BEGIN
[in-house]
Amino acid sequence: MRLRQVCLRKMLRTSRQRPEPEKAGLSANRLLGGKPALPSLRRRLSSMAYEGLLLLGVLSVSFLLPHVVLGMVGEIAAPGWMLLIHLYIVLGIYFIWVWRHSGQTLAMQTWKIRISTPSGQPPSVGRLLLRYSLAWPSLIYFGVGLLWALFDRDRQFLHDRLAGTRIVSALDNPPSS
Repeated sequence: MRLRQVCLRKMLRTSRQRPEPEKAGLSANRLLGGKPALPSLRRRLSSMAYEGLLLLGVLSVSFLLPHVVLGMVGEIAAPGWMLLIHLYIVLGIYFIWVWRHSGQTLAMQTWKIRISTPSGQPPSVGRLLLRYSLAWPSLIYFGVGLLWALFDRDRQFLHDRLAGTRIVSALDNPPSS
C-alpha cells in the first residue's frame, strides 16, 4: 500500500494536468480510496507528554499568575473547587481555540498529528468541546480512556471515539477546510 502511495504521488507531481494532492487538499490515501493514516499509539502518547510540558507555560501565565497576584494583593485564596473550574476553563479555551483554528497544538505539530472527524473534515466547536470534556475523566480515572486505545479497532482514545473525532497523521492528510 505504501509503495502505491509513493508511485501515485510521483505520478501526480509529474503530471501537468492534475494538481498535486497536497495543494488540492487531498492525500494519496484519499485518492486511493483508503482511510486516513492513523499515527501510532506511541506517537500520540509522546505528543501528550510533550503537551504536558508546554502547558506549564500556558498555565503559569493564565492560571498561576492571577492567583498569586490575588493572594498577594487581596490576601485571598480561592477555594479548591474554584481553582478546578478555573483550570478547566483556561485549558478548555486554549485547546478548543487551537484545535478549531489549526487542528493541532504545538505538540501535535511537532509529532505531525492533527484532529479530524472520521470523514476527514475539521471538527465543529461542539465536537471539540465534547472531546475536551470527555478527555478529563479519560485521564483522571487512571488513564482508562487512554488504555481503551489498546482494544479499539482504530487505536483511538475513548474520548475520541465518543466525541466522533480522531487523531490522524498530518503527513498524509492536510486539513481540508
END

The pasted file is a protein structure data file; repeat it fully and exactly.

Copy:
[in-house]
Amino acid sequence: MRLRQVCLRKMLRTSRQRPEPEKAGLSANRLLGGKPALPSLRRRLSSMAYEGLLLLGVLSVSFLLPHVVLGMVGEIAAPGWMLLIHLYIVLGIYFIWVWRHSGQTLAMQTWKIRISTPSGQPPSVGRLLLRYSLAWPSLIYFGVGLLWALFDRDRQFLHDRLAGTRIVSALDNPPSS
Repeated sequence: MRLRQVCLRKMLRTSRQRPEPEKAGLSANRLLGGKPALPSLRRRLSSMAYEGLLLLGVLSVSFLLPHVVLGMVGEIAAPGWMLLIHLYIVLGIYFIWVWRHSGQTLAMQTWKIRISTPSGQPPSVGRLLLRYSLAWPSLIYFGVGLLWALFDRDRQFLHDRLAGTRIVSALDNPPSS
C-alpha cells in the first residue's frame, strides 16, 4: 500500500494536468480510496507528554499568575473547587481555540498529528468541546480512556471515539477546510 502511495504521488507531481494532492487538499490515501493514516499509539502518547510540558507555560501565565497576584494583593485564596473550574476553563479555551483554528497544538505539530472527524473534515466547536470534556475523566480515572486505545479497532482514545473525532497523521492528510 505504501509503495502505491509513493508511485501515485510521483505520478501526480509529474503530471501537468492534475494538481498535486497536497495543494488540492487531498492525500494519496484519499485518492486511493483508503482511510486516513492513523499515527501510532506511541506517537500520540509522546505528543501528550510533550503537551504536558508546554502547558506549564500556558498555565503559569493564565492560571498561576492571577492567583498569586490575588493572594498577594487581596490576601485571598480561592477555594479548591474554584481553582478546578478555573483550570478547566483556561485549558478548555486554549485547546478548543487551537484545535478549531489549526487542528493541532504545538505538540501535535511537532509529532505531525492533527484532529479530524472520521470523514476527514475539521471538527465543529461542539465536537471539540465534547472531546475536551470527555478527555478529563479519560485521564483522571487512571488513564482508562487512554488504555481503551489498546482494544479499539482504530487505536483511538475513548474520548475520541465518543466525541466522533480522531487523531490522524498530518503527513498524509492536510486539513481540508